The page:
Author: Professor Philippe Desan; translated by Drs. Steven Rendall and Lisa Neal

Publisher: Princeton University Press

ISBN-13: 978-0691167879; ISBN-10: 0691167877

Pivotal to the understanding of the approach taken by the Renaissance scholar and one of the world’s most eminent experts on the philosopher and essayist Montaigne (1533−92), University of Chicago-based Professor Philippe Desan, is the comparison that can be drawn between the portrait of the profound thinker and skilful strategist by an anonymous artist of the School of Fontainebleau and the French neoclassical Gros’s group portrait that appears on prefatory page [x].

In the former can be seen an intense focus on self, but a self in official mayoral regalia, very aware of his own standing in the historical course of events. In the latter can be seen a figure that is interwoven in its very texture with the surrounding literati and heads of state, a man very much of his own time and place. Despite his deep-seated intellectualism that can be seen in the context of his strongly Humanist upbringing, Montaigne was profoundly aware of his political positioning within the mercantilist ethos of his time. His evolving awareness of the demands of state, and his aligning of his every move, especially his literary efforts, with such extrinsically imposed pressures had a profound influence on his work―an influence that, at times, even he downplayed.

In Montaigne: A Life, Desan has chosen to move away from a focus on Montaigne’s literary output to a sociological and historical awareness of the minutiae of the philosopher’s life, in the context of his times. Being a notable scholar in the field of 16th-century studies, Desan is the ideal person for drawing attention to the interplay between private and public forces at such a time in French history. Stating “[my] approach to literature is mainly contextual and interdisciplinary”, he notes how his work “intersects with sociology, history and philosophy.” This is very plain to see in the present work, which, in its very depth and extent of coverage (to which the 796 densely packed pages bear witness), has been applauded as being likely to be the authoritative biography of Montaigne for decades to come.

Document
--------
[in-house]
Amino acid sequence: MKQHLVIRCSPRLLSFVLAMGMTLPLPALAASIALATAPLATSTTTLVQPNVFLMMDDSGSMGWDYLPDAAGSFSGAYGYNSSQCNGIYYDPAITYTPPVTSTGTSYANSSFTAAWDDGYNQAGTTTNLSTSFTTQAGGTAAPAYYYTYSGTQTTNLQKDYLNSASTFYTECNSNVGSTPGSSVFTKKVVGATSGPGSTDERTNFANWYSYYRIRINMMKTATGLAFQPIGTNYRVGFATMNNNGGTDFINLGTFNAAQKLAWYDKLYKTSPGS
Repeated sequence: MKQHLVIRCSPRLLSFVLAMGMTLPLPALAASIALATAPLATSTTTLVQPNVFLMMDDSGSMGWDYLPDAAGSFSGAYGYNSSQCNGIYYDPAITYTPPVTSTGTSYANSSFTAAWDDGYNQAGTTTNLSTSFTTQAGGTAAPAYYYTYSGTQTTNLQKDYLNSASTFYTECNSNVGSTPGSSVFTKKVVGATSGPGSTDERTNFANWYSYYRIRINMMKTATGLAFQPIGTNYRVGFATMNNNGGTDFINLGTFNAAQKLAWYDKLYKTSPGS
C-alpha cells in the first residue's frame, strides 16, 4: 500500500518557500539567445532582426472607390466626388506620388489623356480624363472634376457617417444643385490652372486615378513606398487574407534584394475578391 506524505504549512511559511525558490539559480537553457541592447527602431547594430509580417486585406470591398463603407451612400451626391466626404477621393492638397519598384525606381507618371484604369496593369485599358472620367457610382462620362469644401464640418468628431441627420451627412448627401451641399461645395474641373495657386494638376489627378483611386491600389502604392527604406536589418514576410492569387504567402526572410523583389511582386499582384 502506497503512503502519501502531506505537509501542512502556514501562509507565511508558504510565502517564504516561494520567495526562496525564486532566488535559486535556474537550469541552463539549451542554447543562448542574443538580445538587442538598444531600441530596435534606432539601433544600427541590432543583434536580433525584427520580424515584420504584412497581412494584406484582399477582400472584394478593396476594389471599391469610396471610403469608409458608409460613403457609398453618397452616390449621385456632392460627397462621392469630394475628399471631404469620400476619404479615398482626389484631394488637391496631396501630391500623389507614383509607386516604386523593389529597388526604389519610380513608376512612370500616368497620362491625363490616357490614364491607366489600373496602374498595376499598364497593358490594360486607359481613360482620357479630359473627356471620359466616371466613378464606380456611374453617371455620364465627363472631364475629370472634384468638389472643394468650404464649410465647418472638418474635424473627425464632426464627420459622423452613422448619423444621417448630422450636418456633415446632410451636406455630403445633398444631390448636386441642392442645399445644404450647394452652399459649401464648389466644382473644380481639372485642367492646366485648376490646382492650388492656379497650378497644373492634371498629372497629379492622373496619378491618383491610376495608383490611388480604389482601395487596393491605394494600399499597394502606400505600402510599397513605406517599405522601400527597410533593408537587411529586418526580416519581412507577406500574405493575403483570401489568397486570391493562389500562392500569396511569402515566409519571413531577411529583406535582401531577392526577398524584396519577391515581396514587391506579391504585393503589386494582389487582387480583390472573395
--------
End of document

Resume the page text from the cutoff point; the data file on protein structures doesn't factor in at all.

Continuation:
Translated from the French by the multi-award-winning Dr. Steven Rendall, author of Distinguo: Reading Montaigne Differently (Oxford UP, 1992), and his comrade-in-arms, Dr. Lisa Neal, who, as well as having done her dissertation on Montaigne, is also a very experienced translator, Montaigne: A Life is a volume that is well worth investigating by both Renaissance scholars and by those with an interest in the development of thought in the Western world.

In view of the book’s somewhat daunting length, it is recommended that the reader employ the method of skimming and scanning on first acquaintance with the text. Such an approach should allow one not only to gain an overview of the work on first glance (which is much helped by the effective signposting of all chapters), but it should also prepare the way for a deeper and more prolonged delving into the intricacies of both Montaigne’s and Desan’s thinking, which should prove to be well worth the effort in the case of any thoughtful and reflective reader.